Do you find yourself putting your camera away when there aren’t windows full of light spilling into a room? Low light photography may seem intimidating but actually it is fun to embrace the shadows and shoot in different light conditions.
Updated: May 16, 2019. This post contains affiliate links.
Low light photography is so much fun and isn’t as intimidating as it may first look. My first exposure to shooting in low light came about when I was shooting daily for a 365 project a few years ago. I would forget that I hadn’t taken a picture for the day and would freak out when I had nothing but darkness to shoot in. Or even worse, artificial light.
ISO 3200 f/2.8 1/20 (iPad light)
How Do I Expose for Low Light Photography?
This part really freaked me out. When I was studying low light photography images, I saw an image that looked as if it were exposed perfectly for that particular lighting situation.
Using technical terms, the image appeared “underexposed” so that the image SOOC (straight out of the camera) would match what the naked eye could see. The image of a subject in dim light had the surrounding areas cloaked in darkness too.
To underexpose or not?
It took me a minute to realize it, and I’m pretty sure the instructor had to explain it to me more than once, but that isn’t exactly how low lighting imagery works. I’m sure people do shoot in that way and it may work well for them, but for me, it didn’t quite work that way and it took doing for it all to actually click.
And it was very confusing for me to see an “after” image and imagine the way that it was actually shot. Or maybe I just have a thick skull. Either way, I’m going to try to put it simply. Shoot as if your are shooting in day time! And for those of you who need a visual (like me)…here is a before and after to give you a better idea.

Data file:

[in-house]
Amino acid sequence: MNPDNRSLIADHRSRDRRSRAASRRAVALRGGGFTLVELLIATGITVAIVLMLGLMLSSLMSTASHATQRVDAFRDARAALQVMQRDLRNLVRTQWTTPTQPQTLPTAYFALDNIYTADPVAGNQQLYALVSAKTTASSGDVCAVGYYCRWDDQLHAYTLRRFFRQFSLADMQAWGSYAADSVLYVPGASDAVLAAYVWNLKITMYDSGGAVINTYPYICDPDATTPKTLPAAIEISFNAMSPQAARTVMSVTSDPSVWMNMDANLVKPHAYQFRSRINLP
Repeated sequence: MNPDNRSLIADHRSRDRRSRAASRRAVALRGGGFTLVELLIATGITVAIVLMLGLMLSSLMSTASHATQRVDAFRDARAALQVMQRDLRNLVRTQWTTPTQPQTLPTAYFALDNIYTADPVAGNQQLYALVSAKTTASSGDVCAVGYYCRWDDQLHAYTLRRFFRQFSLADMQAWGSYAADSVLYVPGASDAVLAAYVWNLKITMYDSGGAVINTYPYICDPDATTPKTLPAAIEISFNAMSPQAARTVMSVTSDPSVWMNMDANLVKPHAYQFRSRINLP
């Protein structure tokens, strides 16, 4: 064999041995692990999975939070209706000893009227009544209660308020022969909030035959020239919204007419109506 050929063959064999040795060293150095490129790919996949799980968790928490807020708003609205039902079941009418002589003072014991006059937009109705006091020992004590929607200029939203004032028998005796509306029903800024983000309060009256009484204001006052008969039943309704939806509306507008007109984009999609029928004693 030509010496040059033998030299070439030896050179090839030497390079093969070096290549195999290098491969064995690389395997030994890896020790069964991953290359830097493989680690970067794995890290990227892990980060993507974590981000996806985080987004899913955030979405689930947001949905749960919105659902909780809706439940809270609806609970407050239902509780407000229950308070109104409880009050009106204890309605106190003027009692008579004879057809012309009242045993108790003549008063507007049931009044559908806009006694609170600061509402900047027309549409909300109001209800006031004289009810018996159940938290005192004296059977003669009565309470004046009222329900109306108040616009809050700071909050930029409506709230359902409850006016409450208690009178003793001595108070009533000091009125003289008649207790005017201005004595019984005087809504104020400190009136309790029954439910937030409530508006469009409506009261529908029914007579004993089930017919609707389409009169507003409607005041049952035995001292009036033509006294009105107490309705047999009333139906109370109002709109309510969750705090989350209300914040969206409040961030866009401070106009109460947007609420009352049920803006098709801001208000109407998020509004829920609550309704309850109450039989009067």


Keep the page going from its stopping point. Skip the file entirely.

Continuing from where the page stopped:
Use the light you have available
When we first start photography we are looking for bright airy spots to take our photos. We focus on rooms full of light and don’t find the joy in the shadows. However, as you grow in your photograph you will notice that you may be drawn to shadows and low light situations.
I look for pockets of light and sometimes will ask my subject to hop over to those little pockets. Embracing the shadows in shooting in low light can tell a very different story than a brightly lit image.
ISO 560 | f/3.2 |ss 1/125
Low light photo examples
And because I can never choose between color and B&W. :) Here are both!
Here is another SOOC. The scene is a bit darker than the previous image. I shot with a wide aperture to capture more light. I was standing on the crib, I believe for this shot, so I kept my SS a little faster because I was doing a little balancing act to get this one.
This is the final image and more like what I had envisioned when shooting the image.
How to adjust settings for low light photography
So, when I said, shoot as if it’s daytime, I mean shoot normally! Nothing has changed other than the amount of light in the room.
Is your subject a person? Spot meter off of the skin and expose how you normally would. The SOOC shot may look nothing like how it looks to the naked eye, but it will be properly exposed. Using the Zone Method, and spot metering, that would be placing the skin somewhere around +1 for a caucasian subject. Notice how the before images are much brighter than the after images.
Expose the image properly
Exposing the image properly in the beginning will give a much better end product. I also tend to expose to the right in any given lighting situation, which is really slightly overexposed. More often than not, I bring exposure down in post processing even in normal lighting situations.